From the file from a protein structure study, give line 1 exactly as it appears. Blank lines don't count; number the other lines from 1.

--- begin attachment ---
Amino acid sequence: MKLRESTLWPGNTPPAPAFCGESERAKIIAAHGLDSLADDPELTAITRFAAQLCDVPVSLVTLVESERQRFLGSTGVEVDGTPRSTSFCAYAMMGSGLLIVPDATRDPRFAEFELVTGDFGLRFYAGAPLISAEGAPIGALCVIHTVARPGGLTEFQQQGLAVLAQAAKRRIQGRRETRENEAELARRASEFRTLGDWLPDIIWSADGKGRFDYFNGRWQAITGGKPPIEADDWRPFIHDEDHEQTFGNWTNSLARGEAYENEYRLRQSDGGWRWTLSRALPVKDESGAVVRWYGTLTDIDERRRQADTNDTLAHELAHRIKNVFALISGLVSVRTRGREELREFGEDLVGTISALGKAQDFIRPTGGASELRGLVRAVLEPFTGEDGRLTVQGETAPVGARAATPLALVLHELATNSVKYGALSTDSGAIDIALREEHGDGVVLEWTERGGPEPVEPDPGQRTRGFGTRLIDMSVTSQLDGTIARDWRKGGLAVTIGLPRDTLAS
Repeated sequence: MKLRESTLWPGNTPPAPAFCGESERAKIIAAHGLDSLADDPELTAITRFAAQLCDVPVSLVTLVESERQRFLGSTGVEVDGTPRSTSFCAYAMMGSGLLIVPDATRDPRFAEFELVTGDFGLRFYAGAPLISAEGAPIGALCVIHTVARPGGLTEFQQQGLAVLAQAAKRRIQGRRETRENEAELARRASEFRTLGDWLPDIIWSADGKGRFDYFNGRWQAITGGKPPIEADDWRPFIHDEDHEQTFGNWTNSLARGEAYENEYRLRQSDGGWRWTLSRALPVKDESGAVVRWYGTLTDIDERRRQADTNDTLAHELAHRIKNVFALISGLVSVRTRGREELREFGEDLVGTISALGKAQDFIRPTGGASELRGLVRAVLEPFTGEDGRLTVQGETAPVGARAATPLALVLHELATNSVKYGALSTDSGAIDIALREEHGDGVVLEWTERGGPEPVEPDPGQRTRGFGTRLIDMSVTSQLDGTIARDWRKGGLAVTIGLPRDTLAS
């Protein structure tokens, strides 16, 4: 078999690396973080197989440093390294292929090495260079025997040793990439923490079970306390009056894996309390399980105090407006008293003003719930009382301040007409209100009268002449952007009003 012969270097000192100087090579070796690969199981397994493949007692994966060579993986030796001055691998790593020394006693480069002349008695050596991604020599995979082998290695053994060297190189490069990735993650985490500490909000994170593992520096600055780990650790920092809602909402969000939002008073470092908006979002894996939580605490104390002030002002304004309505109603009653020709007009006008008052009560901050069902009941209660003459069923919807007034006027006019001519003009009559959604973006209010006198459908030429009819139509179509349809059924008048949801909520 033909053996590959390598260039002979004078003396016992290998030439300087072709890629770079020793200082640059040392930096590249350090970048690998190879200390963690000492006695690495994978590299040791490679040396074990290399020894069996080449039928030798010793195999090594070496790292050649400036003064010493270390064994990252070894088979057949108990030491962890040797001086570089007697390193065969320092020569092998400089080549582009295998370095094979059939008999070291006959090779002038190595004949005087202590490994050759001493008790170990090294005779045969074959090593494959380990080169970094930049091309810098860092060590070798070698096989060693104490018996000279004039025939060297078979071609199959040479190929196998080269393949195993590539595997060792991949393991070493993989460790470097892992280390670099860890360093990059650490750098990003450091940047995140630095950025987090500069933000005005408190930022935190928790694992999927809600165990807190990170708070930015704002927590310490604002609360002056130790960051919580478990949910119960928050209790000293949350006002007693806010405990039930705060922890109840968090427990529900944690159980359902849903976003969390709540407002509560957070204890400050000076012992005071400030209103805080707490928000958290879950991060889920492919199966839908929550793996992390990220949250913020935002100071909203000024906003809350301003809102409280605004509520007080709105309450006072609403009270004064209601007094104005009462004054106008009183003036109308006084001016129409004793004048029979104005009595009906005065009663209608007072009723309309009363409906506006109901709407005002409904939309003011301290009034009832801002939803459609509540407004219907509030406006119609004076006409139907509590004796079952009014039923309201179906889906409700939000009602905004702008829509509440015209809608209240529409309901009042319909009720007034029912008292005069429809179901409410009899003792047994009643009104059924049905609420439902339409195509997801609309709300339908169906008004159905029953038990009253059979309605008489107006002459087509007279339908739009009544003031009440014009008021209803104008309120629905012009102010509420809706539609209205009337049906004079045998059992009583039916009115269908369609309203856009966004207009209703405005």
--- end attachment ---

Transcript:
Amino acid sequence: MKLRESTLWPGNTPPAPAFCGESERAKIIAAHGLDSLADDPELTAITRFAAQLCDVPVSLVTLVESERQRFLGSTGVEVDGTPRSTSFCAYAMMGSGLLIVPDATRDPRFAEFELVTGDFGLRFYAGAPLISAEGAPIGALCVIHTVARPGGLTEFQQQGLAVLAQAAKRRIQGRRETRENEAELARRASEFRTLGDWLPDIIWSADGKGRFDYFNGRWQAITGGKPPIEADDWRPFIHDEDHEQTFGNWTNSLARGEAYENEYRLRQSDGGWRWTLSRALPVKDESGAVVRWYGTLTDIDERRRQADTNDTLAHELAHRIKNVFALISGLVSVRTRGREELREFGEDLVGTISALGKAQDFIRPTGGASELRGLVRAVLEPFTGEDGRLTVQGETAPVGARAATPLALVLHELATNSVKYGALSTDSGAIDIALREEHGDGVVLEWTERGGPEPVEPDPGQRTRGFGTRLIDMSVTSQLDGTIARDWRKGGLAVTIGLPRDTLAS